Please Excuse Our Mess! We're Creating A New and Improved Community Experience.
Rob Bell on Japan
March 15, 2012 Murray Vasser

Rob Bell on Japan

Posted in Forum Post

Though the question is admittedly quite difficult, I was disappointed with Rob Bell’s response. The question is important, and I believe Christians have the responsibility to attempt a better answer.

Martin Bashir asked, “Which of [these] is true: [God] is all-powerful and He [does not care], or He cares and He’s not all-powerful.” Rob Bell responded by stating, “I think this is a paradox at the heart of the divine, and some paradoxes are best left exactly as they are.”

If we are to accept the legitimacy of reason, then we must maintain that if a paradoxical proposition is true, the apparent self-contradiction within the proposition is illusory. In other words, if a paradoxical proposition is true, it must be misunderstood or understood incompletely. If it were true, and completely understood, there could be no self-contradiction. If God’s infinite love coupled with His infinite power is “a paradox at the heart of the divine,” and nevertheless a true doctrine, then we must misunderstand either the nature of His infinite love, the nature of His infinite power, or both. Therefore, we should not, as Bell suggests, leave the paradox exactly as it is, but instead seek to correct our misunderstanding of God so that we can accurately represent Him to the world.

Bashir’s question is based on the implicit assumption that if God truly loves us, then he will immediately supernaturally intervene to remove our physical suffering to the full extent that he is capable of doing so. If this assumption is true, then Bashir’s question is legitimate. We are forced to choose one of the two options he presents: given the fact of the suffering in Japan, God either does not care or He is not powerful. However, if this assumption is not true, then Bashir’s question is not legitimate. It is a false dilemma, and a third option is possible, namely that God both cares and is all-powerful.

Instead of avoiding the dilemma, Rob Bell should have demonstrated that the assumption at the heart of the dilemma is incompatible with basic Christian doctrine.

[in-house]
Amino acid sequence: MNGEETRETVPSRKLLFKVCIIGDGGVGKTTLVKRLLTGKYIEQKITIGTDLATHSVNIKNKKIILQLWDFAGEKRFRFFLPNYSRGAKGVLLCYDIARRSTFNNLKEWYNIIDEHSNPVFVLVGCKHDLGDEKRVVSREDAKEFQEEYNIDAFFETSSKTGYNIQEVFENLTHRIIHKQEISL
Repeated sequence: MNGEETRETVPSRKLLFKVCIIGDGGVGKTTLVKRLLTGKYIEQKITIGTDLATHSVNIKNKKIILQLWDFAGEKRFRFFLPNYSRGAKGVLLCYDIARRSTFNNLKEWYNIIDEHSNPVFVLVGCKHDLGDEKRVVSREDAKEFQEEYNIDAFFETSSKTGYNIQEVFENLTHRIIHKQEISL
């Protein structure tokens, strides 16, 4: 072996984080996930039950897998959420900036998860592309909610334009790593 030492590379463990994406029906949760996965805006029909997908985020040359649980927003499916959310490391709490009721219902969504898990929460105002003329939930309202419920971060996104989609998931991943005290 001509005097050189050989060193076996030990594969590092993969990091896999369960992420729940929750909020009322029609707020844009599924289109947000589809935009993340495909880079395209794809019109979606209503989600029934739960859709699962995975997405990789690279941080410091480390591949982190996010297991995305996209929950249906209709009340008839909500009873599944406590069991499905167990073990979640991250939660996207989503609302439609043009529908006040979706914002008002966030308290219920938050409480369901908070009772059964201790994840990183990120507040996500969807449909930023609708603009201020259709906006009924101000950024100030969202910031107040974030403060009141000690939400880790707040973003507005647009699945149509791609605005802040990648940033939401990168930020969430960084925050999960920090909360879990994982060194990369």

First, the Bible teaches that physical suffering entered the world because of a relational breach between God and His creatures. Therefore, physical pain and death are but symptoms of the real disease, which is this separation from God. God’s intervention can only mollify or delay our physical pain; while the spiritual death exists, the physical death must exist as well. Ultimately, God can only remove the symptoms by removing the disease.

Furthermore, the Bible teaches that the disease is incurable. “God is light, and in Him is no darkness at all” (1 John 1:5). We are separated from God because we are tainted with the darkness of sin, and this separation is irreversible. God cannot “just forgive us” anymore than light can just forgive darkness. It is impossible for God, being what he is, and we, being what we are, to live in fellowship with one another, just as it is impossible for light, being what it is, and darkness, being what it is, to occupy the same space.

Finally, the Bible teaches that God has revealed his love to us by going to the utter extremity to restore relationship with men. At great personal cost, God did the only thing possible to save us. He became a man and took our disease on Himself, experiencing its full outworking in His own body on the cross, and then, being stronger than death, He rose again to new life. If through faith we allow ourselves to be joined together with Him, He will carry us through death and into His eternal life.

I freely admit that God hardly ever supernaturally intervenes to alleviate our physical suffering. The unbeliever will cite this as evidence that God does not exist. The Christian, however, believes that this is because God is seeking to fix the disease, not simply patch over the symptoms. Jesus could have healed everyone on earth with a word, but instead He walked from village to village, healing individual people one at a time. This was not because He did not love the sick. It was because He knew that their real need was not to see or to walk; it was to hear His voice and feel His touch. Everyone He healed, even those He raised from the dead, became sick again and died, but the ones who believed in Him received a life that transcended death (John 11:25).

Comments (0)

Leave a reply